The general consensus in the documentrary “Bones of the Buddha” is that the Piprahwa Stupa was built by the Emperor Ashoka a couple of hundred years later over the original and more simple interment site of one eighth of the Buddha’s ashes. Experts within the documentary point to the close similarity of materials used at Piprahwa and its grand size with other Ashokan Stupas, and that the coffer containing the reliquary found at Piprahwa also reflects Ashokan workmanship, design, and the type of stone used for monuments like the Lumbini pillar erected during his reign.
The original interment site of the Buddha’s ashes at Piprahwa was discovered by the Indian archaeologist S.M. Srivastava in the 1970s several feet deeper than the coffer containing the relics that W.C. Peppe had excavated. This find was dated to the period in which Buddha lived.
Mr Srivastava’s excavation also discovered some archaeological evidence that Piprahwa was within Kapilvastu - the homeland of the Buddha. However, the location of Kapilvastu remains hotly debated, with competing claims that Kaplivastu is at Tilaurakot in Nepal.
Recent evidence concerning the authenticity of the Piprahwa reliquary once more raises questions about the exact whereabouts of Kapilvastu, tilting the evidence towards it being located in India.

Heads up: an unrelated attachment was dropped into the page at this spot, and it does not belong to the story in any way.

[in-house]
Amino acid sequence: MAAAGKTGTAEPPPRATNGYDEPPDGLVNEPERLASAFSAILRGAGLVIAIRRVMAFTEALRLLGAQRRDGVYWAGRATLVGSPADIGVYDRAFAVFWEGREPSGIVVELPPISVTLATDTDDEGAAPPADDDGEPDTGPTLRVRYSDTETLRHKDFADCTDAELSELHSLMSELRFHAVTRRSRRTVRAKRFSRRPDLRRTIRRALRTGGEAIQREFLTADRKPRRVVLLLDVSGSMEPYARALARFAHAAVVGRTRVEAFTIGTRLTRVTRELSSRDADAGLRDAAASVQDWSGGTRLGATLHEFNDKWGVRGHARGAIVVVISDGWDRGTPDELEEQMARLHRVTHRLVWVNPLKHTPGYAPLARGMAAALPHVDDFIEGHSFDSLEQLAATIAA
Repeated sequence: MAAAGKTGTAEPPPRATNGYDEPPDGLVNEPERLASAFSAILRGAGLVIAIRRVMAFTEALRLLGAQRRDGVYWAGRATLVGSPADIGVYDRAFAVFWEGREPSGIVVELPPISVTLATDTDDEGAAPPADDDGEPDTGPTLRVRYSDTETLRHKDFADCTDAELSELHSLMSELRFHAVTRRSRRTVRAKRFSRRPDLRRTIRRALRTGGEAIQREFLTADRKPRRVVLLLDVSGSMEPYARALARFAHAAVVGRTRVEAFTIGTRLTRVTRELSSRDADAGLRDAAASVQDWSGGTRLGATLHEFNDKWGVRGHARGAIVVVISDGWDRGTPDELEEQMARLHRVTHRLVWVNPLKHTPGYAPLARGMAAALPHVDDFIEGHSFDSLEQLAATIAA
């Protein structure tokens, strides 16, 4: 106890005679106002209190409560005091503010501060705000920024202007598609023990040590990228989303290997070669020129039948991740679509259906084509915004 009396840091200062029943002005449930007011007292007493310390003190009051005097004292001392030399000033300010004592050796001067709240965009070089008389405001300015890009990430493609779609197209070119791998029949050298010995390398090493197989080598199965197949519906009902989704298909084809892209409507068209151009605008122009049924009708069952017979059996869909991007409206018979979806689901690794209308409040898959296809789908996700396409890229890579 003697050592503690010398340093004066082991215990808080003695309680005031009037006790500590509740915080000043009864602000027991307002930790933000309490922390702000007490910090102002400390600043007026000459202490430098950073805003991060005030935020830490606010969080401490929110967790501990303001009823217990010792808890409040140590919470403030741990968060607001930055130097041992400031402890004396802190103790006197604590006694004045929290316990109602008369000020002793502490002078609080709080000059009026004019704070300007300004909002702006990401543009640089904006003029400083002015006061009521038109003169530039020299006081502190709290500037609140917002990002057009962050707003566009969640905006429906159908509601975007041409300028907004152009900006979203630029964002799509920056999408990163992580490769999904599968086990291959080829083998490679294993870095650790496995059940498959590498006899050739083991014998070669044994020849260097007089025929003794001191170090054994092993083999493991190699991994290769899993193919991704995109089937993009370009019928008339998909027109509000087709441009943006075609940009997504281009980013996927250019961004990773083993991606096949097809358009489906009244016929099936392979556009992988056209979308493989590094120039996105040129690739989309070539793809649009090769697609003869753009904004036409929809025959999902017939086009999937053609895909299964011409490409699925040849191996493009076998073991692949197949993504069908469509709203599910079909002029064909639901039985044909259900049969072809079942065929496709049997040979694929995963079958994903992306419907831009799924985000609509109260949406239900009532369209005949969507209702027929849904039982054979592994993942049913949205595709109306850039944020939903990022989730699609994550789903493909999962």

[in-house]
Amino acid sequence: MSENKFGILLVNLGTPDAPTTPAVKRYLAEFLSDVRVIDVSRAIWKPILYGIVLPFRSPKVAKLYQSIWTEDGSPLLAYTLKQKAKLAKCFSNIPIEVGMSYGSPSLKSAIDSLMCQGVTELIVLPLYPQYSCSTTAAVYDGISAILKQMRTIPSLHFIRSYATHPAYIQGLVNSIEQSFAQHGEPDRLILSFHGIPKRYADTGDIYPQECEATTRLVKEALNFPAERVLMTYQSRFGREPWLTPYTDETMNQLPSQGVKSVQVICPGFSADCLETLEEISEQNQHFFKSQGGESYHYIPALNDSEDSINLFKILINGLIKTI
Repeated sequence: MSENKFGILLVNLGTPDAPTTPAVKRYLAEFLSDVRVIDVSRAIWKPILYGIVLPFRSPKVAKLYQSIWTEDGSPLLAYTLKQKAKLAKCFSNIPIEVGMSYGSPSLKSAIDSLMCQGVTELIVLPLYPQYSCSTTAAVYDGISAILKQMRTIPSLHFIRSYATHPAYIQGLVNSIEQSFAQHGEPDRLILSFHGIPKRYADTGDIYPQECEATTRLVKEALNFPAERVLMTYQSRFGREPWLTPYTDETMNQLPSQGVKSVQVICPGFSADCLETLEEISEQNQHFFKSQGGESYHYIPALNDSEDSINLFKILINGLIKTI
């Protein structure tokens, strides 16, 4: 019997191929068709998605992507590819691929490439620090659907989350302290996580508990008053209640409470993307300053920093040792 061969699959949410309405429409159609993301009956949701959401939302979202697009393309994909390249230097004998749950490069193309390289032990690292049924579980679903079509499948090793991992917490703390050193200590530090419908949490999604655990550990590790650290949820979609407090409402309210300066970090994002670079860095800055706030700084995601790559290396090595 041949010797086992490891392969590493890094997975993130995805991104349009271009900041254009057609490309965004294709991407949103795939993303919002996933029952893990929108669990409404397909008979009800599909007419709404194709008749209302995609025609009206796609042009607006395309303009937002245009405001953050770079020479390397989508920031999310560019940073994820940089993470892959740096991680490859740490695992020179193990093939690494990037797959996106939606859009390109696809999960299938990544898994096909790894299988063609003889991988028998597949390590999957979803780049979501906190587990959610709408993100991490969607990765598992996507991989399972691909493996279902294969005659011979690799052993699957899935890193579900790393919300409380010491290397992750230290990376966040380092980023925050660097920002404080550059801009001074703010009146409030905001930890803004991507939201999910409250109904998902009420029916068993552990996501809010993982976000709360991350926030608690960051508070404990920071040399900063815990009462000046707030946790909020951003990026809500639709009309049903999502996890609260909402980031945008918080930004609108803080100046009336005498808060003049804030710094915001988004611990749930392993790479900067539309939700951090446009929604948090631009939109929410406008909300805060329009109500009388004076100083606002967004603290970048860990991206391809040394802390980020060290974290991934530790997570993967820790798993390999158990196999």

Relics and archaeological artifacts from the Piprahwa Stupa are to be found in the Calcutta and New Delhi Museums, the Golden Mount Temple in Bangkok, in Burma, the Dipaduttamrama Temple (also known as the Jewel Stupa) in Colombo, Sri Lanka, and the Anuradhapura Temple, Kandy, Sri Lanka. A small portion of the relics were given by the Indian Government for W.C. Peppe to retain, and these are still owned by descendants of the Peppe family in England.
Today, the relics from the original and the 1970s excavations of the Piprahwa Stupa are revered by many Buddhists the world over.
In 1978 ten million people paid homage to the relics from Piprahwa when they travelled to Sri Lanka, and in August 2012 the Indian government once more allowed the relics to be lent to Sri Lanka.
In June 2013, the grandson of W.C. Peppe appeared on the British television programme [http://www.channel4.com/programmes/four-rooms/4od#3526988 ], hoping to sell the jewels found at the site. However, the provenance of the jewels at the time of making the programme (January 2013) was yet to be conclusively established, and the four dealers on the programme felt that if he was able to obtain this they would be of immense historic value.
Since the making of the programme Four Rooms in January 2013, the grandson of W.C. Peppe has sought official written provenance from world leading experts in Indian history and languages who vouch for the authenticity of the Piprahwa find. One of those experts appeared on the National Geographic programme “Bones of the Buddha” stating that the inscription on the reliquary urn found at Piprahwa is authentic.
There is a website discussed about the Piprahwa stupa deception here: The Piprahwa Deceptions: Set-ups and Showdown